>>To:Brian Foley <btf at t10.lanl.gov>
>From:mfreis at lsumc.edu (marion freistadt)
>Subject:Re: Ebola passive immunization
>>Re: Ebola passive immunization.
>>There was an article in my local newspaper that passive immunization of Ebola
>infected patients worked in a few cases. It may be real; however, these were
>not controlled studies and it is not clear if the patients would have
>>The reason this cannot be done for HIV infection (aside from all the
>practical, financial, and political problems) is because unlike Ebola, the
>natural immune response to HIV is not protective. (I know there are a few
>exceptions, but this, IMHO, is the central problem.)
>>>>>>Ian Nies wrote:
>>>>>> Has anyone heard about the doctor in Zaire who injected
>>> a nurse that became
>>> infected with ebola virus, with the blood of a patient
>>> who survived ebola
>>> infection? The story is that the nurse having been
>>> injected with patient's
>>> blood recovered and survived ebola infection as a result .
>>>>>> Sent on behalf of P. Nino, curious patient with AIDS.
>>>> I have not heard that story. However, it is possible.
>>Many diseases can be fought with such methods. The patient
>>who survived the Ebola infection would have a high level of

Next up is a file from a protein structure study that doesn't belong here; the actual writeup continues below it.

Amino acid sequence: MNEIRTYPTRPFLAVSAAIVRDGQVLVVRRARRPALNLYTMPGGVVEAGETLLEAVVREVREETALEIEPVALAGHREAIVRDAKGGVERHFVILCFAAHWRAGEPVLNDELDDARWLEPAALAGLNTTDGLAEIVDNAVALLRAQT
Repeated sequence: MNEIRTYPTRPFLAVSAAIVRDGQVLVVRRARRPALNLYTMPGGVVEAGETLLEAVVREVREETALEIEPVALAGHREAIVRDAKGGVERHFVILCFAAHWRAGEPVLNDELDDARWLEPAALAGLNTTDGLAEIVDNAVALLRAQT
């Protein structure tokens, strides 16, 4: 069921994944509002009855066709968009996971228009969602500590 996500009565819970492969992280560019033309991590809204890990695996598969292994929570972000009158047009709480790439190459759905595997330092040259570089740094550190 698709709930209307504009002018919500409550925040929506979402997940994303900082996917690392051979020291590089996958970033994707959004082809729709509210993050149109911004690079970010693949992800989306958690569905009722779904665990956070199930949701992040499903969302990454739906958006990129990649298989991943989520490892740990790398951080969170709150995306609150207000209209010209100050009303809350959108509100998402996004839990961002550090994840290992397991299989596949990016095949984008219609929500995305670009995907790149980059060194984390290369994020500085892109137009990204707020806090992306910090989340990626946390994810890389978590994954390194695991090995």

>>antibodies against Ebola. Thus a pint of blood from this
>>patient may have enough antibodies to fight the infection in
>>the nurse. In order to give a pint of whole blood, the donor
>>and nurse would have to be of compatible blood types. I
>>believe there is a method of purifying antibodies, so that
>>just the antibody fraction of blood is used, instead of whole
>>blood. If I remember correctly, there have even been antibodies
>>raised in horses, which are used to fight Diphtheria in humans.
>> However, not all diseases can be fought with such
>>methods. Ebola virus causes a rapid/acute disease and HIV
>>does not. There was a study:
>>>>F.Bex, P.Hermans, S.Sprecher, A.Achour, R.Badjou, C.Desgranges,
>> J.Cogniaux, P.Franchioli, C.Vanhulle, and A.Lachgar.
>>Syngeneic adoptive transfer of anti-human immunodeficiency virus
>> (HIV-1)-primed lymphocytes from a vaccinated HIV-seronegative
>> individual to his HIV-1-infected identical twin.
>>Blood 8484:3317--3326, 1994.
>>>> In which one of a pair of identical twins was vaccinated
>>against HIV, with the hope of saving the other twin from
>>HIV infection. I think the long-term result was not successful,
>>but I am not sure.
>>|Brian T. Foley btf at t10.lanl.gov |
>>|HIV Database (505) 665-1970 |
>>|Los Alamos National Lab http://hiv-web.lanl.gov/index.html |
>>|Los Alamos, NM 87544 U.S.A. http://hiv-web.lanl.gov/~btf/home.html|>>|____________________________________________________________________|